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Nicht verfügbarDie Elenden / Les Misérables (Ungekürzt)
In Ihrem Land nicht verfügbar

Die Elenden / Les Misérables (Ungekürzt)

Geschrieben von Victor Hugo

Erzählt von Gert Westphal

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In Ihrem Land nicht verfügbar

Die Elenden / Les Misérables (Ungekürzt)

Geschrieben von Victor Hugo

Erzählt von Gert Westphal

Bewertungen:
4/5 (42 Bewertungen)
Länge:
57 Stunden
Herausgeber:
Freigegeben:
Sep 19, 2014
ISBN:
9783862313273
Format:
Hörbuch

Beschreibung

Paris, 19. Jahrhundert: Die französische Revolution ist lange vorbei, doch die Menschen leben noch immer in Elend und Unterdrückung. Der ehemalige Häftling Jean Valjean hat seine unrühmliche Vergangenheit als Dieb hinter sich gelassen und sich bis zum Bürgermeister und Fabrikanten hochgearbeitet. Als nun vermögender Mann versucht er, den Ärmsten zu helfen. Auch seiner Arbeiterin Fantine. Als sie stirbt, nimmt er ihre Tochter Cosette zu sich und zieht sie wie sein eigenes Kind auf. Doch als er auf seinen Widersacher Javert trifft, der ihn einst hinter Gitter brachte und wieder bringen will, droht sein Leben zu zerbrechen.
Herausgeber:
Freigegeben:
Sep 19, 2014
ISBN:
9783862313273
Format:
Hörbuch

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Was die anderen über Die Elenden / Les Misérables (Ungekürzt) denken

3.9
42 Bewertungen / 145 Rezensionen
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Leser-Rezensionen

  • (5/5)
    Triumph of the human spirit!
  • (4/5)
    Phew - this was a long one. I downloaded a French edition to an e-reader and read it on the T. Hugo loves to digress and I found myself zoning out on the long descriptions of Waterloo and such. The man did love his language though and there are some great passages and lots of interesting words that the weak French/English dictionary installed on the reader couldn't handle. Who knew there were so many French words for hovel? The best parts of course were the adventures of Jean Valjean, the badass ex-prisoner who knew how to escape and be a loving father to the orphan Cosette.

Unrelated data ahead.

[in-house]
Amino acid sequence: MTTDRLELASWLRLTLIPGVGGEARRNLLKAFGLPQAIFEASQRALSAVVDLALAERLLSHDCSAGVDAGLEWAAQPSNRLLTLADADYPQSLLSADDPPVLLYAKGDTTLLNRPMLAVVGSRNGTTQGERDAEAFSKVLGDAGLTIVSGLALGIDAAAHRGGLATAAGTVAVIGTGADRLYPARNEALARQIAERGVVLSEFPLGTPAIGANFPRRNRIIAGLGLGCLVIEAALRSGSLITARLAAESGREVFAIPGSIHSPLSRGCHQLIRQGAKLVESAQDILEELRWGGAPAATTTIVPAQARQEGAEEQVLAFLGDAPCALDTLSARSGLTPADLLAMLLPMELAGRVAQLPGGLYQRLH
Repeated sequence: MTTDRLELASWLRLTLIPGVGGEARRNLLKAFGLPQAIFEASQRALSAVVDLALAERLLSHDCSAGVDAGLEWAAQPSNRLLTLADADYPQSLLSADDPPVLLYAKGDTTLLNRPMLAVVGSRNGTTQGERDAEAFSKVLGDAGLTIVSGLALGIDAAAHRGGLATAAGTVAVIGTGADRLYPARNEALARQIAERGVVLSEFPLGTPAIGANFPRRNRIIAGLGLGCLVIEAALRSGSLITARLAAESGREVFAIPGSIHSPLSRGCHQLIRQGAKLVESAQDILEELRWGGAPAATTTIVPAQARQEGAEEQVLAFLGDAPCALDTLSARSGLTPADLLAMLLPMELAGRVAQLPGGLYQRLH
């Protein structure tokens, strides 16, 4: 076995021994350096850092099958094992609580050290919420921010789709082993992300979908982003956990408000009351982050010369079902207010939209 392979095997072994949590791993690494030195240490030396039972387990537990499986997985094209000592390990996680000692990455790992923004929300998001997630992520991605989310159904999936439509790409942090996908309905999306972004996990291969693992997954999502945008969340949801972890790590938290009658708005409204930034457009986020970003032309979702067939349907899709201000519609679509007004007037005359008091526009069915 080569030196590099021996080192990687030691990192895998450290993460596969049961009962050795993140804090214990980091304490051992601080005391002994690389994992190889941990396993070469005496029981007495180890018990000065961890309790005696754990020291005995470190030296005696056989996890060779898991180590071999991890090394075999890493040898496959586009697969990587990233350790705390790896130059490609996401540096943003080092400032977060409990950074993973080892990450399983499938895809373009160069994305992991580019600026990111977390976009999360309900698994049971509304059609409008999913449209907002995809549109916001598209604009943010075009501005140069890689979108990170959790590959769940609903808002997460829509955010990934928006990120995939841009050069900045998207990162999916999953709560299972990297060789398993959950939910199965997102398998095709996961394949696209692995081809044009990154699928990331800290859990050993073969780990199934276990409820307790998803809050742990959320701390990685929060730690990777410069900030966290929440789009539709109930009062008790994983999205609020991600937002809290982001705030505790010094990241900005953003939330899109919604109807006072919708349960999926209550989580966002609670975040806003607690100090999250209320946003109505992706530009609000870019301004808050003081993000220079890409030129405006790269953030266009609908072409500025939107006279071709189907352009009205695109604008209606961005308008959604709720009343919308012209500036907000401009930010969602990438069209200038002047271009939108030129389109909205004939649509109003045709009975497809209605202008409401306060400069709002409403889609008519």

• (5/5)
    One volume beautiful edition. Original translation authorized by Victor Hugo himself.
  • (5/5)
    The guilty one is not he who commits the sin, but he who causes the darkness.

    It will always be Belmondo when I think of Jean Valjean in that wonky adaptation I saw at the Vogue back in the 90s. The film affected me deeply, thinking about the Occupation and questions of race and justice; the Willa Cather quote which surfaces a number of times. Beyond all that, the smoldering desire to read the novel was forged and eventually realized. I read Les Miserables here and there, with airports occupying a great deal of the effort. One drunken night in New Orleans the following year I spied someone in a pub reading the novel with obvious pleasure. I wished the man well and tripped out into the balmy night.
  • (4/5)
    Wow, I knew going in that this was a beast of a book. I knew the basic plot from the movies and the musical, but I was not prepared in the least for the political and social commentary about the dregs of French society.

    The story of Jean Valjean, Fantine, and Cosette, is the heart of the book. If this is the story you are looking for, I'd recommend finding a good abridged version. If you want to know about the innumerable details of Waterloo (skewed toward the French viewpoint, of course), French monasteries and convents, the treatment of galley slaves, the lives of the thousands of homeless children in and around Paris... I could go on, but you get the point. This book is more of a treatise on the downtrodden and how the more-fortunate need to turn their attention and wealth to helping them.

    I do love this story, which is a perfect analogy of redemption and salvation. Jean Valjean, the galley slave turned mayor turned fugitive. Cosette, the young girl saved out the pit of despair and pain. It's a wonderful story, if you can get through many, many tangents that push and pull the characters.
  • (5/5)
    Les Misérables was one of the first full-length (very full length!) books I managed to read in French. I can still remember the Friday afternoon, all those years ago, when I began to read it. I didn't look up from its pages until the following Sunday evening. A truly magnificent book.